Becoming SNCC

Charles Cobb’s Perspective, SNCC Field Secretary, 1962-1967

Photograph of Charles Cobb by Julius Lester,

The way SNCC became SNCC is both ordinary and extraordinary; and these two audio discussions narrated by former SNCC field secretary, Charlie Cobb, reflect beginnings that shaped the organization. The starting point is the sit-in protests against segregation and white supremacy that initially brought together the student activists who would form SNCC. Although these sit-ins that first erupted in Greensboro, North Carolina on February 1, 1960 were spontaneous and spread rapidly across the South, they quickly became the foundation for a major organization because of one of the most significant figures of 20th century social change, Ella Baker. Using the voices of participants in SNCC’s founding conference, the first of these audio stories discusses how the students first came together, and why “Miss Baker” as she was known in SNCC was so crucial to the emergence of the organization.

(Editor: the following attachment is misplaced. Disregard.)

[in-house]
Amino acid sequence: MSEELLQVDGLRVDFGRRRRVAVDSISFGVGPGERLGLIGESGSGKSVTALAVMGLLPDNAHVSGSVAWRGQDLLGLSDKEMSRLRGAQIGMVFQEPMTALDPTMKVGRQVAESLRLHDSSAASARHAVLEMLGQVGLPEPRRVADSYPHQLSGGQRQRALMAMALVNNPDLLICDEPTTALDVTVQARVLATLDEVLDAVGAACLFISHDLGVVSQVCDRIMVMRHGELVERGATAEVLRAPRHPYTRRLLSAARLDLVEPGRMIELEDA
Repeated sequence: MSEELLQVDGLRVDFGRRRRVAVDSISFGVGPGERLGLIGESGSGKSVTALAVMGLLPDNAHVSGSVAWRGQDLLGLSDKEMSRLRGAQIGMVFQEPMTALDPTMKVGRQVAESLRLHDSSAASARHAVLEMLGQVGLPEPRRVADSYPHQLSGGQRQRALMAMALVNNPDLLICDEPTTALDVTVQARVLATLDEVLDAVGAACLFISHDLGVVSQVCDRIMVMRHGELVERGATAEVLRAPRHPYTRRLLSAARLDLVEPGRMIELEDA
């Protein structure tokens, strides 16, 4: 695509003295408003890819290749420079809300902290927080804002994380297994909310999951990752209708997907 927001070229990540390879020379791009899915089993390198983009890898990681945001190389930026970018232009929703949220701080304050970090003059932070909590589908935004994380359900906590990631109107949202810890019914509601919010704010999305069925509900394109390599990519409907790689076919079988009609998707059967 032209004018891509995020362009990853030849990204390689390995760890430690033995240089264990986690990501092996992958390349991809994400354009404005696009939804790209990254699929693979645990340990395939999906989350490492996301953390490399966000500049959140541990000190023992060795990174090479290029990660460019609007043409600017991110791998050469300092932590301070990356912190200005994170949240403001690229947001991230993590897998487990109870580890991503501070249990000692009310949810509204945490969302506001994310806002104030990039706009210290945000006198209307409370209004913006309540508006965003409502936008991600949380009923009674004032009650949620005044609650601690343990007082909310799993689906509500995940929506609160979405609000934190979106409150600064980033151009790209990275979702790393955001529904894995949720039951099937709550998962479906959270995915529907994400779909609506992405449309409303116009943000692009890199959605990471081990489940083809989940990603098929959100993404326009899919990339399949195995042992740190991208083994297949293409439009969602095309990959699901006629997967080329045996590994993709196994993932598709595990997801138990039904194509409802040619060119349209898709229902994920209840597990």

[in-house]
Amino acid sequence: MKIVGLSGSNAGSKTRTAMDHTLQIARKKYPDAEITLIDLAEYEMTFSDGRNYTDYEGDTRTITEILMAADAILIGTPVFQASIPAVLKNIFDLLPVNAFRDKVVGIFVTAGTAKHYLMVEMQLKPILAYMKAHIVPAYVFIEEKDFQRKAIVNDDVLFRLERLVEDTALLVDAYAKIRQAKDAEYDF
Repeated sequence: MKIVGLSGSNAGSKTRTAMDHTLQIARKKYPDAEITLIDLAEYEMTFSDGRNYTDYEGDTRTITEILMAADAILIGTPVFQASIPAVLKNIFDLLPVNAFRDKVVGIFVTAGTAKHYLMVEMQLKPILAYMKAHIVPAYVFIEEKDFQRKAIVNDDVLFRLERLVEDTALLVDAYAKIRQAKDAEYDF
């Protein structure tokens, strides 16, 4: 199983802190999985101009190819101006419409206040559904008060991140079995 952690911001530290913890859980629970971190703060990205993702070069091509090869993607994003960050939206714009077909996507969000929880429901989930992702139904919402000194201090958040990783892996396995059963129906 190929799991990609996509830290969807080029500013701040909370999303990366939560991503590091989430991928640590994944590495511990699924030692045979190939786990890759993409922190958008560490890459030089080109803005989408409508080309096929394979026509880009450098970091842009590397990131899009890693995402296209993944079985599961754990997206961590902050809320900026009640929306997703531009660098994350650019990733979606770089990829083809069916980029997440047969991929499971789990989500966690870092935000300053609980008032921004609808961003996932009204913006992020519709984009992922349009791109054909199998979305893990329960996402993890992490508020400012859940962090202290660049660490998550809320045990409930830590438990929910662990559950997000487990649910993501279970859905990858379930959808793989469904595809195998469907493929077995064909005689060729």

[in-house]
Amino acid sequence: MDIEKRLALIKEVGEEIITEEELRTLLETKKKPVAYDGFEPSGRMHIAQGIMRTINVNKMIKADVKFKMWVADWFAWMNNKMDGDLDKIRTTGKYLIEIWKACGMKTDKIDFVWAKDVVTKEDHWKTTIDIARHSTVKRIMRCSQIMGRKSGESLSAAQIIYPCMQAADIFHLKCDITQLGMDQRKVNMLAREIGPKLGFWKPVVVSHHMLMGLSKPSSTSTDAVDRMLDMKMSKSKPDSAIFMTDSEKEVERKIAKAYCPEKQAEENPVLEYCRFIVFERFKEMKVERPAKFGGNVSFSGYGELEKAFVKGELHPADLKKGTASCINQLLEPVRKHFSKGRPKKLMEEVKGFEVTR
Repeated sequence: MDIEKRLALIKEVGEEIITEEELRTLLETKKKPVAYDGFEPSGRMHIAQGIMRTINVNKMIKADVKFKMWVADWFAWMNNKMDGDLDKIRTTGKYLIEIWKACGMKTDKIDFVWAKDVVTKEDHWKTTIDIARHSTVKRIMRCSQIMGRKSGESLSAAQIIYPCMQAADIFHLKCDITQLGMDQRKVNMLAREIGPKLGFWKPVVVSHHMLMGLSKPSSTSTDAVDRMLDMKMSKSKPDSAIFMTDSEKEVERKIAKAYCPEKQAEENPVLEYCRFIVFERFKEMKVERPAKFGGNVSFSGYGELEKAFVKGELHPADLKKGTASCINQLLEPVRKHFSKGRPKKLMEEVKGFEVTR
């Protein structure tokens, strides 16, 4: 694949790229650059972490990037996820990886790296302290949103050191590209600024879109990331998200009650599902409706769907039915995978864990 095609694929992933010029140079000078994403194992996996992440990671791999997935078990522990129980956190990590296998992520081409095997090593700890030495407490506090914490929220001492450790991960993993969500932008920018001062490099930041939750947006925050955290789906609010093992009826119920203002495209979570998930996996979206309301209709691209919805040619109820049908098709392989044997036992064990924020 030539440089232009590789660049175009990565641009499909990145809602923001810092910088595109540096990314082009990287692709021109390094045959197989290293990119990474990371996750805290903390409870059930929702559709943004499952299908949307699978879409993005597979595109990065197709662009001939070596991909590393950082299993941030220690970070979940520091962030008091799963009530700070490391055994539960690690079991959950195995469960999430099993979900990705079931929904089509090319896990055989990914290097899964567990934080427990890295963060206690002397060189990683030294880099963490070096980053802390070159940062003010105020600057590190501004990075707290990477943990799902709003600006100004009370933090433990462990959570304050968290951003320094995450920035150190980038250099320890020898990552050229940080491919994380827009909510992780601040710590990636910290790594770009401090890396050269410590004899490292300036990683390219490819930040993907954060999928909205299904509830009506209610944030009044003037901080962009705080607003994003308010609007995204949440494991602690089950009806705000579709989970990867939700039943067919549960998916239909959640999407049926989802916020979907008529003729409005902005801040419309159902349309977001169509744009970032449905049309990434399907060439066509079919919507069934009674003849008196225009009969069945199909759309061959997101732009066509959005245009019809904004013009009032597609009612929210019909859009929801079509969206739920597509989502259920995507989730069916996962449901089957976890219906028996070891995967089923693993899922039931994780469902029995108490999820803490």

Listen to “Becoming SNCC”

The second of these audio stories, SNCC and Nonviolence, begins an explanation of one of the least understood aspects of the SNCC and the southern freedom movement: nonviolence. It brought into what was essentially political struggle, a discussion of something larger than simply desegregating lunch counters and other public facilities. And the name of their organization, notwithstanding, most SNCC activists were not committed to it as a way of life in the manner of Mohandas Gandhi or Rev. Martin Luther King, Jr. Nonetheless, for many in SNCC, commitment to the movement, and commitment to the organization, enabled commitment to nonviolence as a practical tactic.

Listen to “SNCC and Nonviolence”